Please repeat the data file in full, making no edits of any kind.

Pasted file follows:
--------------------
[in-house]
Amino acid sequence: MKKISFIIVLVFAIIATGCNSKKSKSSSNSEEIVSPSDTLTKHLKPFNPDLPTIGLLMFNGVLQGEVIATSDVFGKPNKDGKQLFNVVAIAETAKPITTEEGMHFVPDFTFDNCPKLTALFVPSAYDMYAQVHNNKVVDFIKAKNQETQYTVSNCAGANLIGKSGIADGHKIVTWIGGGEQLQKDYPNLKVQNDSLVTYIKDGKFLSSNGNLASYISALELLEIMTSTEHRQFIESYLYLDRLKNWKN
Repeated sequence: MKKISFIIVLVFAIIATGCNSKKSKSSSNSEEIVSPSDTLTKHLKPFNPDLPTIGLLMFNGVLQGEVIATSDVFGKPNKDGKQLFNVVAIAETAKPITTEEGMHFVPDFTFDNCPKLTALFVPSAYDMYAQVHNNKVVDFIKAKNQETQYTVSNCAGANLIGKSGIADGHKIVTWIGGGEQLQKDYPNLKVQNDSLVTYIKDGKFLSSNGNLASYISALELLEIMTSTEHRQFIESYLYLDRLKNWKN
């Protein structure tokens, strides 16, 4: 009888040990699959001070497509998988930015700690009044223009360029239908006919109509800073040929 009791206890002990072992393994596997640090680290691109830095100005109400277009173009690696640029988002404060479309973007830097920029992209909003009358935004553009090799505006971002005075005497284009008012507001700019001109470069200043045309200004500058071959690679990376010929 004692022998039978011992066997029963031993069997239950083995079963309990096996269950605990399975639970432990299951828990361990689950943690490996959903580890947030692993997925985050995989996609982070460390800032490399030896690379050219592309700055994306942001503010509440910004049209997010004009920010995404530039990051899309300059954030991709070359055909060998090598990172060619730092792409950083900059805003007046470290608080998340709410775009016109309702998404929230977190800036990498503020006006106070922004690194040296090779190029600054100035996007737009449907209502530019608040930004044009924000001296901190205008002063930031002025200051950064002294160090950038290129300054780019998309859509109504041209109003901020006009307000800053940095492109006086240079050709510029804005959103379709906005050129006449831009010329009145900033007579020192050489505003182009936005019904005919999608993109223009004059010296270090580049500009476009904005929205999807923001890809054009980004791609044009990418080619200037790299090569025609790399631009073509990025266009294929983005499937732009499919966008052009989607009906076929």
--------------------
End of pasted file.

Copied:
[in-house]
Amino acid sequence: MKKISFIIVLVFAIIATGCNSKKSKSSSNSEEIVSPSDTLTKHLKPFNPDLPTIGLLMFNGVLQGEVIATSDVFGKPNKDGKQLFNVVAIAETAKPITTEEGMHFVPDFTFDNCPKLTALFVPSAYDMYAQVHNNKVVDFIKAKNQETQYTVSNCAGANLIGKSGIADGHKIVTWIGGGEQLQKDYPNLKVQNDSLVTYIKDGKFLSSNGNLASYISALELLEIMTSTEHRQFIESYLYLDRLKNWKN
Repeated sequence: MKKISFIIVLVFAIIATGCNSKKSKSSSNSEEIVSPSDTLTKHLKPFNPDLPTIGLLMFNGVLQGEVIATSDVFGKPNKDGKQLFNVVAIAETAKPITTEEGMHFVPDFTFDNCPKLTALFVPSAYDMYAQVHNNKVVDFIKAKNQETQYTVSNCAGANLIGKSGIADGHKIVTWIGGGEQLQKDYPNLKVQNDSLVTYIKDGKFLSSNGNLASYISALELLEIMTSTEHRQFIESYLYLDRLKNWKN
């Protein structure tokens, strides 16, 4: 009888040990699959001070497509998988930015700690009044223009360029239908006919109509800073040929 009791206890002990072992393994596997640090680290691109830095100005109400277009173009690696640029988002404060479309973007830097920029992209909003009358935004553009090799505006971002005075005497284009008012507001700019001109470069200043045309200004500058071959690679990376010929 004692022998039978011992066997029963031993069997239950083995079963309990096996269950605990399975639970432990299951828990361990689950943690490996959903580890947030692993997925985050995989996609982070460390800032490399030896690379050219592309700055994306942001503010509440910004049209997010004009920010995404530039990051899309300059954030991709070359055909060998090598990172060619730092792409950083900059805003007046470290608080998340709410775009016109309702998404929230977190800036990498503020006006106070922004690194040296090779190029600054100035996007737009449907209502530019608040930004044009924000001296901190205008002063930031002025200051950064002294160090950038290129300054780019998309859509109504041209109003901020006009307000800053940095492109006086240079050709510029804005959103379709906005050129006449831009010329009145900033007579020192050489505003182009936005019904005919999608993109223009004059010296270090580049500009476009904005929205999807923001890809054009980004791609044009990418080619200037790299090569025609790399631009073509990025266009294929983005499937732009499919966008052009989607009906076929």